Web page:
By Oliver Mayer
through Japan in autumn 1994, I decided to stop in
Fukui for a few hours. At that time I was mainly trying to get a few
photos from every tram system in Japan, and while I had been to
Kanazawa, Takaoka and Toyama in 1990 for sightseeing, I had never
bothered to go to Fukui. Fukui is the capital of Fukui prefecture, but
it lacks any major sightseeing attraction (as I saw it at that time),
so I had never been there.
But then, strongly
influenced by the famous first JRS tour in
October 1994, I decided to concentrate on visiting and photographing
Japanese tramways. After that JRS tour had finished, I stayed with
friends in Yokohama, and then had to go to Hokkaido for a conference.
Using a one-week Railpass, I went to Hokkaido, attended the conference,
and then decided to go back to Yokohama along the Sea of Japan via the
Ou, Uetsu, Shinetsu and Hokuriku Lines (Aomori - Akita - Niigata -
Toyama - Fukui - Maibara), from where it was back by Shinkansen. This
route along the Sea of Japan is very scenic, but time consuming. Aomori
to Maibara takes about 13 hours, and you have to change trains at least
three times. Also on some sections, trains run only as often as four
times a day.
That all could of
course not prevent me from going along there, and
my main aims were the tram systems in Toyama, Takaoka and Fukui.
However, as my Railpass was running out, I did not have as much time
for that area as I wanted. After seeing Toyama and Takaoka (and staying
there overnight), I arrived at Fukui around noon on the 1st November
1994 (date noted on my slides). As that was the last day of my
Railpass, I just had about two hours there, and I had to return to
Yokohama on the same day.
station, I soon found the tramway stop. It is in a
rather narrow street, and was in shadow then, so no good opportunities
for photos. I walked along the track and came to the junction at
Shiyakusho-mae (City Hall), and then spent some time between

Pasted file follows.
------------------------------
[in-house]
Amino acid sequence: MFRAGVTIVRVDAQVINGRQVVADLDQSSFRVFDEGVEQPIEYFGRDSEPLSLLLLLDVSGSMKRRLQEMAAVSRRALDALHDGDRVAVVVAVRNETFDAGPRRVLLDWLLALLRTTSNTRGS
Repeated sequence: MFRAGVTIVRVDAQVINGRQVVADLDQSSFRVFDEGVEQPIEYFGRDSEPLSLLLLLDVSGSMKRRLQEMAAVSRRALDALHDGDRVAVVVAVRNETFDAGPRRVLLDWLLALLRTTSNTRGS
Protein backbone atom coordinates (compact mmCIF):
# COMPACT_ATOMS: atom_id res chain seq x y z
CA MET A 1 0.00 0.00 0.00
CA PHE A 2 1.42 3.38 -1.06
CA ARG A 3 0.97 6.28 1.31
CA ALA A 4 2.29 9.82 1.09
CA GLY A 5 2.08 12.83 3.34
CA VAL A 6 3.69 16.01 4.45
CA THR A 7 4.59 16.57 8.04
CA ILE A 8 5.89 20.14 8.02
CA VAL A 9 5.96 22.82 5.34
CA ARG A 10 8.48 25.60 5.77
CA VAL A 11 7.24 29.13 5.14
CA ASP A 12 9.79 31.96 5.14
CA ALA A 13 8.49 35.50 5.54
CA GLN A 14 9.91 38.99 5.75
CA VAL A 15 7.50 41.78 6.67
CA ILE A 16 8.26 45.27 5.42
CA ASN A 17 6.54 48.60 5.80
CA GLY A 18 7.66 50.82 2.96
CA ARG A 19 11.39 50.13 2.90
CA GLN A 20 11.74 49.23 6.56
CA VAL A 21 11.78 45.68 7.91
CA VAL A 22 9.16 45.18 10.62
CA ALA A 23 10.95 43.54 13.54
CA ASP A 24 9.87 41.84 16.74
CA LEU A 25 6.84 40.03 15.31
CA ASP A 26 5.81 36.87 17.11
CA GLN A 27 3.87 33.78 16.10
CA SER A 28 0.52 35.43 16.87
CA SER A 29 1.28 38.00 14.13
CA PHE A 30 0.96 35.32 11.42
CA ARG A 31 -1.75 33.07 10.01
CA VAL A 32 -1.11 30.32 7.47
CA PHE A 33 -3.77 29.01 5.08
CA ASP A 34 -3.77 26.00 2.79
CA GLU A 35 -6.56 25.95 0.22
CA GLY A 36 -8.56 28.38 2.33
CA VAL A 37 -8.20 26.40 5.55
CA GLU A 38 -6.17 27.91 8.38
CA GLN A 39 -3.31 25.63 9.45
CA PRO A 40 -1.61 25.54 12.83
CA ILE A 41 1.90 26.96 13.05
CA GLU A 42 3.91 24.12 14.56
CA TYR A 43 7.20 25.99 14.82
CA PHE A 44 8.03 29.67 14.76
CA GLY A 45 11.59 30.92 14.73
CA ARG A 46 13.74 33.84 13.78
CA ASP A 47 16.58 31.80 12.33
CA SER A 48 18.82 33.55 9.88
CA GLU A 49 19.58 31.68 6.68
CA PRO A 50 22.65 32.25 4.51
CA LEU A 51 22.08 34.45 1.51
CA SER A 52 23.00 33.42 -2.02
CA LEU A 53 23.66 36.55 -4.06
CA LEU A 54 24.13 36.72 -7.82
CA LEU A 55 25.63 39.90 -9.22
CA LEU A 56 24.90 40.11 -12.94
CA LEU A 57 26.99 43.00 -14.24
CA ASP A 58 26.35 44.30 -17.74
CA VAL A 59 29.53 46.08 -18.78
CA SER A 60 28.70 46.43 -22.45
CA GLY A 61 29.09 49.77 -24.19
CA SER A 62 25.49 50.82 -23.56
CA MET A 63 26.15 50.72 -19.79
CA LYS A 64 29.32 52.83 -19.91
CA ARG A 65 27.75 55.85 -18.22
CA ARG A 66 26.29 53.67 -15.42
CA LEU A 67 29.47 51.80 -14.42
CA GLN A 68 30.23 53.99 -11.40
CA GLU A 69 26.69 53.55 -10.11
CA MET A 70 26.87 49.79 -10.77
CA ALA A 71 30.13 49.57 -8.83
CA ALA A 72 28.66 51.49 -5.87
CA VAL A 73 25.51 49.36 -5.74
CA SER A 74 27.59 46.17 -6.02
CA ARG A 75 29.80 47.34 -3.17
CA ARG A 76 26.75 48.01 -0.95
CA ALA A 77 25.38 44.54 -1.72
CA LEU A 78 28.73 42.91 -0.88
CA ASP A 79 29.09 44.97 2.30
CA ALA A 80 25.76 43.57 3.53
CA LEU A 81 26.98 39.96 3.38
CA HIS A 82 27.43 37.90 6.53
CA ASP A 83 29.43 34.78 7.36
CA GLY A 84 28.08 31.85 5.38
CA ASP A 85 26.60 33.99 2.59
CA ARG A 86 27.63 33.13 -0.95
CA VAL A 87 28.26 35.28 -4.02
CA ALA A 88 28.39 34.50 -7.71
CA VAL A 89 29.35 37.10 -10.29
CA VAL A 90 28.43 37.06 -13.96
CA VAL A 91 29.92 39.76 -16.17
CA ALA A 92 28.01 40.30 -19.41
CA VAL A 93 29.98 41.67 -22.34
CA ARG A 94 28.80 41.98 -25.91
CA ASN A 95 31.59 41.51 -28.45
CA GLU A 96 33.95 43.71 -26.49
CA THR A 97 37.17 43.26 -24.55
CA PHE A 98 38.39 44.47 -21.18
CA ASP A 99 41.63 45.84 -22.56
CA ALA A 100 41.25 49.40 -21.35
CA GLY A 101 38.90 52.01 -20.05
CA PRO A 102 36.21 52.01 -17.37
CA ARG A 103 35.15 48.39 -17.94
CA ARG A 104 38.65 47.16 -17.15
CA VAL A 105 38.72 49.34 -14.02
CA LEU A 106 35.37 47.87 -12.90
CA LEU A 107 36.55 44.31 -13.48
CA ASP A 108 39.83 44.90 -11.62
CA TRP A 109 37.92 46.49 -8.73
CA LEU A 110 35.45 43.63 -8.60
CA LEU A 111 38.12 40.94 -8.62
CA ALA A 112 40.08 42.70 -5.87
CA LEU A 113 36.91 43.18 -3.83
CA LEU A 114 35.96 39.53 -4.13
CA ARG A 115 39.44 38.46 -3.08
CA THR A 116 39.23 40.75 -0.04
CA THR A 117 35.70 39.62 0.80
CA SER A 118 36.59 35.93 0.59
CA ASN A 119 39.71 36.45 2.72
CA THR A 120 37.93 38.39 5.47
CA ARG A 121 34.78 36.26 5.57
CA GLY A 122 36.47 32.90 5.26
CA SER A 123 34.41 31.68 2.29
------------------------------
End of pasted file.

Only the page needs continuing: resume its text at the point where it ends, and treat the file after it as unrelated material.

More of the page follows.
Honmachi-dori and Koen-guchi stations for the photos on this page. The
road is quite wide there, and it was a good point to shoot some photos,
as there were not too many cars and the trams were going slowly.
I had already been
to many Japanese tram systems and I knew that
many of them were like "living museums", partly using pre-war rolling
stock. So seeing the trams in Fukui was not really a big surprise for
me, although the trams there are special as most of them are
articulated. And they look much older than they actually are! Some data
about the cars on this page:
car 81: built by Nippon Sharyo in 1960 for the Nankai Railway, came later to Fukui. Rebuilt and equipped with airconditioning in 1992. Still running. But looks much older!
car 143: consisting of former Nagano Railway moha 42 (built in 1929 by Kato) and former Meitetsu mo 907 (built in 1931 by Nippon Sharyo). Withdrawn in the late 1990s.
Another shot of car 143
car 161: built in 1933 by Nippon Sharyo for the Fukui Railway. Smaller than the other trains, as it can only load 150 passengers (200 for all other trains). Looks as old as it is! Withdrawn in the late 1990s.
car 202: built in 1960 by Nippon Sharyo for the Fukui Railway
car 302: built in 1967 by the Shizuoka Railway, and came later from there to Fukui.
When I took these
photos, only articulated (or coupled) trains were
used. In the late 1990s, some cars came in from the Nagoya Subway, and
today there are a few services with these cars, especially off-peak and
on weekends. Today, the fleet of the Fukui Tetsudo consists of 14
To travel along the
whole line, it takes about 45 minutes and costs
390 Yen. There are three or four trains per hour. Express trains run in
the morning and evening peak.
The Fukui Railway
(then with a different name) was opened between
1924 and 1933, and the section to Kawaramachi in 1950. Two branch lines
from Takefu existed, but were closed in the 1960s and 70s.
Information was taken from:
Japan Tramway Society: Tramways of Japan 2001
LRTA: Electric Railways of Japan, vol. 3